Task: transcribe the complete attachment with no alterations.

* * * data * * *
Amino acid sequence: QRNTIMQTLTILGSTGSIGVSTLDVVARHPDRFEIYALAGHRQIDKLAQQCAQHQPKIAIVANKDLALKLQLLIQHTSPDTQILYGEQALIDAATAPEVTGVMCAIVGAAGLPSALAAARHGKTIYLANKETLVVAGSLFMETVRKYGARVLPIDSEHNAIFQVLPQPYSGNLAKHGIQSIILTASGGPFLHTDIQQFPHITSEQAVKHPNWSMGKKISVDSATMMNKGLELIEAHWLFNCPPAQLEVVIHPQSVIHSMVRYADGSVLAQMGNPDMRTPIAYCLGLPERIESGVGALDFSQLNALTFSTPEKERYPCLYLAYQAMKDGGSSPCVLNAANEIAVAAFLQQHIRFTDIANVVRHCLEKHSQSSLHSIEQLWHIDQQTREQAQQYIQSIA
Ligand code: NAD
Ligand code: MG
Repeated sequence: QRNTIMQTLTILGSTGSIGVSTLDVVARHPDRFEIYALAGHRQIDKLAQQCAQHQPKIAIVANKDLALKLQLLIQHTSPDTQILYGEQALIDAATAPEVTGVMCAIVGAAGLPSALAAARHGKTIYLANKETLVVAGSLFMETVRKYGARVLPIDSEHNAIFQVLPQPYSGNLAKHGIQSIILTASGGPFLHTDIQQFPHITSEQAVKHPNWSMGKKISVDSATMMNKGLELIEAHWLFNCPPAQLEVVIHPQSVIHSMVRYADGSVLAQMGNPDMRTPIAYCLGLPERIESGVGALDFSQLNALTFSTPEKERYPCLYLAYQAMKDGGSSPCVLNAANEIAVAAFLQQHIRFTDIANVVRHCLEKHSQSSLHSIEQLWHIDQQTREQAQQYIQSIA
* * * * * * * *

Amino acid sequence: QRNTIMQTLTILGSTGSIGVSTLDVVARHPDRFEIYALAGHRQIDKLAQQCAQHQPKIAIVANKDLALKLQLLIQHTSPDTQILYGEQALIDAATAPEVTGVMCAIVGAAGLPSALAAARHGKTIYLANKETLVVAGSLFMETVRKYGARVLPIDSEHNAIFQVLPQPYSGNLAKHGIQSIILTASGGPFLHTDIQQFPHITSEQAVKHPNWSMGKKISVDSATMMNKGLELIEAHWLFNCPPAQLEVVIHPQSVIHSMVRYADGSVLAQMGNPDMRTPIAYCLGLPERIESGVGALDFSQLNALTFSTPEKERYPCLYLAYQAMKDGGSSPCVLNAANEIAVAAFLQQHIRFTDIANVVRHCLEKHSQSSLHSIEQLWHIDQQTREQAQQYIQSIA
Ligand code: NAD
Ligand code: MG
Repeated sequence: QRNTIMQTLTILGSTGSIGVSTLDVVARHPDRFEIYALAGHRQIDKLAQQCAQHQPKIAIVANKDLALKLQLLIQHTSPDTQILYGEQALIDAATAPEVTGVMCAIVGAAGLPSALAAARHGKTIYLANKETLVVAGSLFMETVRKYGARVLPIDSEHNAIFQVLPQPYSGNLAKHGIQSIILTASGGPFLHTDIQQFPHITSEQAVKHPNWSMGKKISVDSATMMNKGLELIEAHWLFNCPPAQLEVVIHPQSVIHSMVRYADGSVLAQMGNPDMRTPIAYCLGLPERIESGVGALDFSQLNALTFSTPEKERYPCLYLAYQAMKDGGSSPCVLNAANEIAVAAFLQQHIRFTDIANVVRHCLEKHSQSSLHSIEQLWHIDQQTREQAQQYIQSIA